India's fifth-biggest automaker - owner of Jaguar Land Rover Ltd (JLR), a luxury brand patronised by the British monarchy - has struggled to dispel perceptions of cheapness since releasing the Nano seven years ago for under $3,000.
Tata Motors Ltd will be reborn this month with a curvaceous hatchback far removed from the low-cost, boxy models often associated with taxis, kicking off an image-centred strategy for a brand with newly global aspirations.
The Zica will be followed over the next three years by more hatchbacks and sport utility vehicles, plugging gaps in Tata’s line-up, said chief engineer Tim Leverton. Meanwhile, Tata will adopt a modular production approach – where components are common across models – to cut costs and raise quality, he said.
India’s fifth-biggest automaker – owner of Jaguar Land Rover Ltd (JLR), a luxury brand patronised by the British monarchy – has struggled to dispel perceptions of cheapness since releasing the Nano seven years ago for under $3,000.
Few new models in the intervening years, materials-related quality issues and the need for frequent servicing has seen domestic passenger car sales and market share roughly halve in the past two business years, with profit held up mainly by JLR.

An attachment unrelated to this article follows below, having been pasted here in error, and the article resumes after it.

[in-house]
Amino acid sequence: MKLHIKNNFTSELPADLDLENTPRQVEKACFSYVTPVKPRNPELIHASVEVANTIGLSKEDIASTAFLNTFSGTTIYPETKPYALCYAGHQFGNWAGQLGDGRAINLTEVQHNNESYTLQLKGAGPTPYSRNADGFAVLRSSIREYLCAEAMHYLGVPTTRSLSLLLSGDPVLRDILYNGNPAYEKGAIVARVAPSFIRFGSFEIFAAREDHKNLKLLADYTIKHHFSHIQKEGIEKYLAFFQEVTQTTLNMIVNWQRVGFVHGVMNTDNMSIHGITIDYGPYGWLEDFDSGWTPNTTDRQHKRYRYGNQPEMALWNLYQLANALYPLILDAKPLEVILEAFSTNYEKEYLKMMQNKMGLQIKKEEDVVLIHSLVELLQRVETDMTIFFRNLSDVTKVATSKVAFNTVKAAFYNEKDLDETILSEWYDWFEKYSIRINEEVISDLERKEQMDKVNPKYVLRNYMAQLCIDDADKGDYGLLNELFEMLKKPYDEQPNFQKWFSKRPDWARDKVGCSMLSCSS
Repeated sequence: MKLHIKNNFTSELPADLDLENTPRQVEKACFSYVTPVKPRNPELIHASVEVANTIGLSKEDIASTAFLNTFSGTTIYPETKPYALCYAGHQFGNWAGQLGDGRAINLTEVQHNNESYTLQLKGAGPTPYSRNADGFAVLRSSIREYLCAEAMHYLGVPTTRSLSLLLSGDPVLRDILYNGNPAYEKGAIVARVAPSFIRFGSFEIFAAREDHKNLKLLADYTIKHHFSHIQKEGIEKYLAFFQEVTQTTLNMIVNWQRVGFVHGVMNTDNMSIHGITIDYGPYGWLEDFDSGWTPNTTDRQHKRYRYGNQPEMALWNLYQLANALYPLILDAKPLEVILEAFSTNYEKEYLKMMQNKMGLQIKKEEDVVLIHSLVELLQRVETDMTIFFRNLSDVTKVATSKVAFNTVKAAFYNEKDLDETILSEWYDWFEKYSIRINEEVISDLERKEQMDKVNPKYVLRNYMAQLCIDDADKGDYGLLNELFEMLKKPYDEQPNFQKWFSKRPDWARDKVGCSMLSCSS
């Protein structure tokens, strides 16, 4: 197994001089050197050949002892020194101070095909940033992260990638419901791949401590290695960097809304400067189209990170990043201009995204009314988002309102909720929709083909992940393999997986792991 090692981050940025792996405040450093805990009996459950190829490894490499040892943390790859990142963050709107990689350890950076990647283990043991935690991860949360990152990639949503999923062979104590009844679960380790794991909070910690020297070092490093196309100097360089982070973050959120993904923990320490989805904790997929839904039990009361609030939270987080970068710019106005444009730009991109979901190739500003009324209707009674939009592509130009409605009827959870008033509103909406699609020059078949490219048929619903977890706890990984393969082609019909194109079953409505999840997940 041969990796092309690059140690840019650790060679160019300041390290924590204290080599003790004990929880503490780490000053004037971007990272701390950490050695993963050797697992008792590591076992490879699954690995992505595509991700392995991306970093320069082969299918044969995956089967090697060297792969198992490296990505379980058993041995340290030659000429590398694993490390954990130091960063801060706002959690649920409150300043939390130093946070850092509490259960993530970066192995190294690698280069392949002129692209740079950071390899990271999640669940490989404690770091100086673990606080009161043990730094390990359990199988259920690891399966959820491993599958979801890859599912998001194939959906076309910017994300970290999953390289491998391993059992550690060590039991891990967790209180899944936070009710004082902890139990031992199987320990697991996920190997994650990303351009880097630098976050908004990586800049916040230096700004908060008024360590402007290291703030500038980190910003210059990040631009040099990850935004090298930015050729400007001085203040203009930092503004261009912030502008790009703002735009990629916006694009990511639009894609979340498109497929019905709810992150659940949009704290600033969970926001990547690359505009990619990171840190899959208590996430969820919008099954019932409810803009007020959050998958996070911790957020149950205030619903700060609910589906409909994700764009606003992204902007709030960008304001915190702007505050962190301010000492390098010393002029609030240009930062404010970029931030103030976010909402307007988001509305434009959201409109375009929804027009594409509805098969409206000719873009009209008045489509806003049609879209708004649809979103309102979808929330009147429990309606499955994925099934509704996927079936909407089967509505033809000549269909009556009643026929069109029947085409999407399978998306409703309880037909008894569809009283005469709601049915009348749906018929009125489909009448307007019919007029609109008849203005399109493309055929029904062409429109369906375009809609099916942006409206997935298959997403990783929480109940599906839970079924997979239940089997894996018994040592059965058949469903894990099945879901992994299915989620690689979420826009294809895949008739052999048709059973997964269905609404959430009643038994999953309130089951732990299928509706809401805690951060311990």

Tata’s response begins with the Zica. The car was designed by an international team resulting in a more modern look, built with higher-quality materials and equipped with up-to-date features such as an infotainment system – all endorsed by world soccer player of the year Lionel Messi.
“Customers are very well-informed … and standards overall are converging across the world – what is expected today in Europe is what is wanted here in terms of what the car is,” said Leverton, a former executive at Rolls-Royce.
Tata, exclusively a truck-maker until around the turn of the century, is looking beyond primarily practical, fuel-efficient workhorses as India’s fast-growing, brand-conscious middle class increasingly seek vehicles that reflect their tastes.
The Zica is the start of that new direction, Leverton said, but the carmaker will have a hard time changing perceptions.
“Customers will go back to Tata only if the product is above everything else in the market,” said Deepesh Rathore, director at Emerging Markets Automotive Advisors. Tata has been stigmatised by early quality issues while subsequent quality gains have been offset by questionable reliability, he said.
Devesh Gupta, a Delhi-based 26-year-old media professional, said he recently passed over buying a Tata car because of the automaker’s “taxi” image, and opted for a Maruti Suzuki Wagon R.
“It’s difficult to bet on a Tata horse,” said Gupta.
Leverton, hired in 2010 to streamline production processes, hopes to broaden Tata’s appeal through international input, with quarterly factory visits by engineers from JLR. But, he said, it will be at least a year before production changes boost sales.
“We’re competing with companies that have developed products for other markets,” Leverton said. “As we get to this level of quality and product design, we will be able to be competitive globally… Our ambition is to be a global player.”